SWEETNESS AND LIGHT IN THE NFL
Never mind the lower TV ratings, the drug problems and the big antitrust suit brought by the rival USFL. SI staff writer Jill Lieber reports that the revised party line enunciated at last week's NFL owners' meetings in Phoenix is that the league is in great shape. "We looked around us and decided that things just weren't as bad as they seemed," said one general manager. "So why look on the negative side?"
The NFL's new, determinedly positive posture is partly a p.r. move, born of the realization that a steady stream of bad news only engenders more bad news. But there was also an objective reality to the suddenly upbeat mood. Last fall commissioner Pete Rozelle complained to anybody who would listen that largely because of dramatic increases in player salaries, a majority of the league's franchises could be losing money by next year. But that was before the USFL sharply scaled down its bidding war with the NFL for players. As a result, Rozelle was able to execute an abrupt about-face last week and declare optimistically that no NFL teams were in financial trouble and that "virtually all of them" would make some money in 1986.
There was even reason to be guardedly optimistic about the possibility of a settlement of the damages the NFL must pay as a result of the antitrust suit that the Oakland Raiders and the Los Angeles Memorial Coliseum won against the NFL in 1984. Three weeks ago the biggest winner in that suit, Raiders managing general partner Al Davis, sounded anything but conciliatory when he suggested that St. Louis Cardinal owner Bill Bidwill, who is making noises about moving his club to another city, had ulterior motives. According to Davis, Rozelle, his longtime archenemy, and Bidwill had concocted the threat of a Cardinals move in hopes of stampeding Congress into granting an antitrust exemption that would enable the NFL to control franchise movement. Bidwill denies the accusation, and last week the commissioner and Davis were actually talking face-to-face about resolving their long-smoldering differences over the Raiders' move to Los Angeles.
To be sure, a cash settlement might not come cheap. Counting legal fees, interest and other items, the court-ordered damages the NFL would have to pay to the Raiders and the Coliseum as a result of the antitrust suit could amount to almost $70 million. The settlement that Davis reportedly had in mind would be more in the neighborhood of $50 million. Still, a $20 million saving and an end, at last, to the Davis-Rozelle acrimony would certainly be two very positive developments for the good-news NFL.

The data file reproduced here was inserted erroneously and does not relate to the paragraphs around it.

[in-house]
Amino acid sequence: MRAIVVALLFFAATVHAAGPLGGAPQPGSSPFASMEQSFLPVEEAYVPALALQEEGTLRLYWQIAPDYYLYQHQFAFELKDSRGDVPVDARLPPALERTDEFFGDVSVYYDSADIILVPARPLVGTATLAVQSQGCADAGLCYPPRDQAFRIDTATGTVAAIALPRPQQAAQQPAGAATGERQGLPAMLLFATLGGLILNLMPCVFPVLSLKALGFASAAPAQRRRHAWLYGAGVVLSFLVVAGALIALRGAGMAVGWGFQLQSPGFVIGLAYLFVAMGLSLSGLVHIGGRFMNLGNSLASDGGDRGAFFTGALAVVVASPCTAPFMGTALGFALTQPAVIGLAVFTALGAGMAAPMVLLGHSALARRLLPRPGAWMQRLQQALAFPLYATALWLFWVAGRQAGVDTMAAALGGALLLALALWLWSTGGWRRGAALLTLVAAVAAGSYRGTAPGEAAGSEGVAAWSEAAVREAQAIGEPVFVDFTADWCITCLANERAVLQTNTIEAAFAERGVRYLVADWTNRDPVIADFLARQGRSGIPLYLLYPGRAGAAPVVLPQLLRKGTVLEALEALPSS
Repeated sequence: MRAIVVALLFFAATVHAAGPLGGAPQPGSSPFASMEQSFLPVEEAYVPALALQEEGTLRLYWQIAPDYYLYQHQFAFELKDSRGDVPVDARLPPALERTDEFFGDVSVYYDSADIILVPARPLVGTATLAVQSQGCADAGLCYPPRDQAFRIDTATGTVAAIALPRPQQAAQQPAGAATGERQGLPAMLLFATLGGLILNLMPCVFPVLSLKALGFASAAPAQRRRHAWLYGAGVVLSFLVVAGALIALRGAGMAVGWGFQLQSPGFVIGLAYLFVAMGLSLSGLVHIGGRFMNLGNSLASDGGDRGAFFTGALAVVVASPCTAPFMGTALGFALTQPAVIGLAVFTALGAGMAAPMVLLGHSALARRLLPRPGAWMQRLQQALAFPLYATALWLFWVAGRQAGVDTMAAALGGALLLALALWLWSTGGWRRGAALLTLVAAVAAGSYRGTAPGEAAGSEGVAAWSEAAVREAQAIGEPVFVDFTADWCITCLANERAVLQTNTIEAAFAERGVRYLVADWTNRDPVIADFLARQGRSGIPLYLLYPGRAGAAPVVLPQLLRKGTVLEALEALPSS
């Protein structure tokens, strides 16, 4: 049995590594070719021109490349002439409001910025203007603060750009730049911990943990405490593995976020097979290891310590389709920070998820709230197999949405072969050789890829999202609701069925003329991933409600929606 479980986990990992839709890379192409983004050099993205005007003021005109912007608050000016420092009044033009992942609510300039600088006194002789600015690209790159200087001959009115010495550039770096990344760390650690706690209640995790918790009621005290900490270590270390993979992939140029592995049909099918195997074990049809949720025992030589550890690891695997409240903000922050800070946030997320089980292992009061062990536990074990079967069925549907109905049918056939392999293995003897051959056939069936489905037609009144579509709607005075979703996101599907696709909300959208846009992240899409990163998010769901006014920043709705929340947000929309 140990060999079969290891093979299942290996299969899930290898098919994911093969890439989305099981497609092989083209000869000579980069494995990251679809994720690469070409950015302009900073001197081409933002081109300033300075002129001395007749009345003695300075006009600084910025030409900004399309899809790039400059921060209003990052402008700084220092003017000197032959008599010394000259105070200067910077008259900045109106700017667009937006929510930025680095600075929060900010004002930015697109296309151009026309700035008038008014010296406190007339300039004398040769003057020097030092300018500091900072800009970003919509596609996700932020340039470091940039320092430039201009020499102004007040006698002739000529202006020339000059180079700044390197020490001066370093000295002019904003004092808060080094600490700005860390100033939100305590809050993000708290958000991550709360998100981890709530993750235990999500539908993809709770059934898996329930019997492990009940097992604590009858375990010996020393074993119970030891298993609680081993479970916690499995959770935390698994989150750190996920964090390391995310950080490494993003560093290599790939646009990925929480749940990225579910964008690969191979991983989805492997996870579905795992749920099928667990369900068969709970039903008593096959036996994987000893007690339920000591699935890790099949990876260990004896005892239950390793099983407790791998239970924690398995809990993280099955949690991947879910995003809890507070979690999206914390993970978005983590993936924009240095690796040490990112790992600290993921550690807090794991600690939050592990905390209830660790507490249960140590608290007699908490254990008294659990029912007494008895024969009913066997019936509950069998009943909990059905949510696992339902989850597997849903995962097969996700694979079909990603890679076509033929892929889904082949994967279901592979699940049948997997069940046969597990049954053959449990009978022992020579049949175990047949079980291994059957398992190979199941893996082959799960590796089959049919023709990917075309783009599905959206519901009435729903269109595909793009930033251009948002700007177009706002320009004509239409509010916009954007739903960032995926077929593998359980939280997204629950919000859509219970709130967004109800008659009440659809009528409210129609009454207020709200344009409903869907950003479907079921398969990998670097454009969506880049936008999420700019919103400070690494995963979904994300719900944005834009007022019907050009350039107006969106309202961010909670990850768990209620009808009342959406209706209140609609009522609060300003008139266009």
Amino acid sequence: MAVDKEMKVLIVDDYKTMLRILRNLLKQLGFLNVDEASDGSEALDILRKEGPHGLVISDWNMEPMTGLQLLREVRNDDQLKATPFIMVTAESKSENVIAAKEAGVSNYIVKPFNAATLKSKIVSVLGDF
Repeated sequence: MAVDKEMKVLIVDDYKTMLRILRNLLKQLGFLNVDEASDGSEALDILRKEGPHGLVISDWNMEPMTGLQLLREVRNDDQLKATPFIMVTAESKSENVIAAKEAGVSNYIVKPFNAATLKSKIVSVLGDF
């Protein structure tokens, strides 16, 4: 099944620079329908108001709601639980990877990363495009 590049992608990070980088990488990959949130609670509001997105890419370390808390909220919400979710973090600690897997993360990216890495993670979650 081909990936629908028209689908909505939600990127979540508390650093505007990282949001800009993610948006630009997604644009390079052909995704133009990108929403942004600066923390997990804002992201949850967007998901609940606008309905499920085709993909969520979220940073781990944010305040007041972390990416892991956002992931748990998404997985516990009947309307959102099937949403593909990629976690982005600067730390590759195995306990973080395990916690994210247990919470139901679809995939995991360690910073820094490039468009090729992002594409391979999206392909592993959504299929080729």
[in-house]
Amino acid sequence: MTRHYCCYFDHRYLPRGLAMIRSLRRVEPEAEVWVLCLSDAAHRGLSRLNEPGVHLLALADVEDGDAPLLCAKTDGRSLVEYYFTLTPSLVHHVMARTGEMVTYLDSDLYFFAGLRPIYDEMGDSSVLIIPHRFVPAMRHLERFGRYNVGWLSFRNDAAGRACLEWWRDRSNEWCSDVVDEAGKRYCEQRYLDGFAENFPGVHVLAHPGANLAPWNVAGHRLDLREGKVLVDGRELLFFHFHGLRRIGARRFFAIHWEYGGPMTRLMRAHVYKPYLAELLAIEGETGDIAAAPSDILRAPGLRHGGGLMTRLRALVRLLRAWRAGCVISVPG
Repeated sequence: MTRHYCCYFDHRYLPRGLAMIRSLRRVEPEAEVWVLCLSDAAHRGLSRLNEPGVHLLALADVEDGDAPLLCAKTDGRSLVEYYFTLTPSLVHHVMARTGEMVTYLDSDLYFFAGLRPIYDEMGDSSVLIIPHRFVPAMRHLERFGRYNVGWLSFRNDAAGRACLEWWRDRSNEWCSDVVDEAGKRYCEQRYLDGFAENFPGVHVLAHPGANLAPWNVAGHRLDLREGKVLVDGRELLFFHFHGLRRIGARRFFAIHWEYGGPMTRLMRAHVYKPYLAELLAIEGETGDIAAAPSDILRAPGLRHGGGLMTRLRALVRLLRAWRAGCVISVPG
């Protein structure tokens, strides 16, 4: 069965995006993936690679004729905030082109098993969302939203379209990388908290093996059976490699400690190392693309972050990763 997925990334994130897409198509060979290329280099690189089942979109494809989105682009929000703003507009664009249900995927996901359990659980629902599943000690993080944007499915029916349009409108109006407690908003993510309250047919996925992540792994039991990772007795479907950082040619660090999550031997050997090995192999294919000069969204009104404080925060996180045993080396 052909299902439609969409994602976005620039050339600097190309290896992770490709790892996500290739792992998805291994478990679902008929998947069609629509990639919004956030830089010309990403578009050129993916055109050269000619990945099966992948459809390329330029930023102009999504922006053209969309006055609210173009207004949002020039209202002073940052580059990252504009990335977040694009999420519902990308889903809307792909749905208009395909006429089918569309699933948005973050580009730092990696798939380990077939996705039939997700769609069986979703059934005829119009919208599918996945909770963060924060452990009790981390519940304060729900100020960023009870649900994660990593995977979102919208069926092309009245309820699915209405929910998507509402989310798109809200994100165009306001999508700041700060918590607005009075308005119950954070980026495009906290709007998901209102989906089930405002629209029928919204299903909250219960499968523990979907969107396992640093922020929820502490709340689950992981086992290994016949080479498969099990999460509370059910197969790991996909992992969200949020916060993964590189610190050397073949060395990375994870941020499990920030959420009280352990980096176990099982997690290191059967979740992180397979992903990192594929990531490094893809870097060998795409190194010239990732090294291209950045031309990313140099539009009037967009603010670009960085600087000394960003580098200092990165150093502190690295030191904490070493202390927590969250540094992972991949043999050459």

LET US PRAY
Two pieces of evidence that the alliance between basketball and religion isn't always a holy one:
St. Louis University basketball coach Rich Grawer was asked to speak to an eighth-grade class at a Catholic school. As Grawer tells it, the nun who extended the invitation said, "I don't want you to talk about basketball. Just talk about life, maturity and growing up." So Grawer then told the kids, "The fun and excitement of childhood are nothing compared to the fun and excitement of becoming a teenager, which are nothing compared to the fun and excitement of adultery." Grawer later reported innocently, "The nun just about fell out of the chair."
At the Division II title game at the National Bible College Athletic Association tournament in Belton, Mo., Midwestern Christian of Oklahoma City whipped Northwest Bible of Minot, N. Dak. 69-61. The outcome was strongly influenced by four technical fouls called on Northwest coach Ron Carter and his bench, which resulted in seven points for Midwestern. Along the way, Carter accused referee J.P. Morgan of "making a travesty of the game," or angry words to that effect. Afterward, a more subdued Carter said, "We have a Christian program, and we're not supposed to do things like this. We'll have to pray for forgiveness later."
SI's Bruce Newman, writing about high school basketball hysteria in Indiana in the Feb. 18 issue, said that "L & M could be this year's miracle team...." Alas, it won't be. The tiny school (enrollment: 142) with the huge dream and a 28-2 record, lost 72-54 to Southridge (enrollment: 522) in the state tournament quarterfinals. L & M coach Tom Oliphant said, without evidencing any hysteria, "They outplayed us. We're not going to make excuses."